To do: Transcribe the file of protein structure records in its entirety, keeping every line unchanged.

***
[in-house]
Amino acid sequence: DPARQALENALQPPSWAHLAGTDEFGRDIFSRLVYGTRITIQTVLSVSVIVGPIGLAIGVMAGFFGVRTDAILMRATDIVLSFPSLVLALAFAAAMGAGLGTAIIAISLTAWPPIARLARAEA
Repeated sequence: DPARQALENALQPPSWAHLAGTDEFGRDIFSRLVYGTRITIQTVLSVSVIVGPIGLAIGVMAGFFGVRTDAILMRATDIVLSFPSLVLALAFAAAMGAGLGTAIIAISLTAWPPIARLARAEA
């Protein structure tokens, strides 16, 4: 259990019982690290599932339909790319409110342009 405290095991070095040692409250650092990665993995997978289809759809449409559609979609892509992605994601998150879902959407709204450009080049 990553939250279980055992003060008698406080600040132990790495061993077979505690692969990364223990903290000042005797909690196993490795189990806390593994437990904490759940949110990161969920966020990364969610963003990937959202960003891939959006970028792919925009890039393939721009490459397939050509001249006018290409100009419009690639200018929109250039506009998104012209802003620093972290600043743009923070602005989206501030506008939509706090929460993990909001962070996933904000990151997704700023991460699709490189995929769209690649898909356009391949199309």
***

[in-house]
Amino acid sequence: DPARQALENALQPPSWAHLAGTDEFGRDIFSRLVYGTRITIQTVLSVSVIVGPIGLAIGVMAGFFGVRTDAILMRATDIVLSFPSLVLALAFAAAMGAGLGTAIIAISLTAWPPIARLARAEA
Repeated sequence: DPARQALENALQPPSWAHLAGTDEFGRDIFSRLVYGTRITIQTVLSVSVIVGPIGLAIGVMAGFFGVRTDAILMRATDIVLSFPSLVLALAFAAAMGAGLGTAIIAISLTAWPPIARLARAEA
């Protein structure tokens, strides 16, 4: 259990019982690290599932339909790319409110342009 405290095991070095040692409250650092990665993995997978289809759809449409559609979609892509992605994601998150879902959407709204450009080049 990553939250279980055992003060008698406080600040132990790495061993077979505690692969990364223990903290000042005797909690196993490795189990806390593994437990904490759940949110990161969920966020990364969610963003990937959202960003891939959006970028792919925009890039393939721009490459397939050509001249006018290409100009419009690639200018929109250039506009998104012209802003620093972290600043743009923070602005989206501030506008939509706090929460993990909001962070996933904000990151997704700023991460699709490189995929769209690649898909356009391949199309």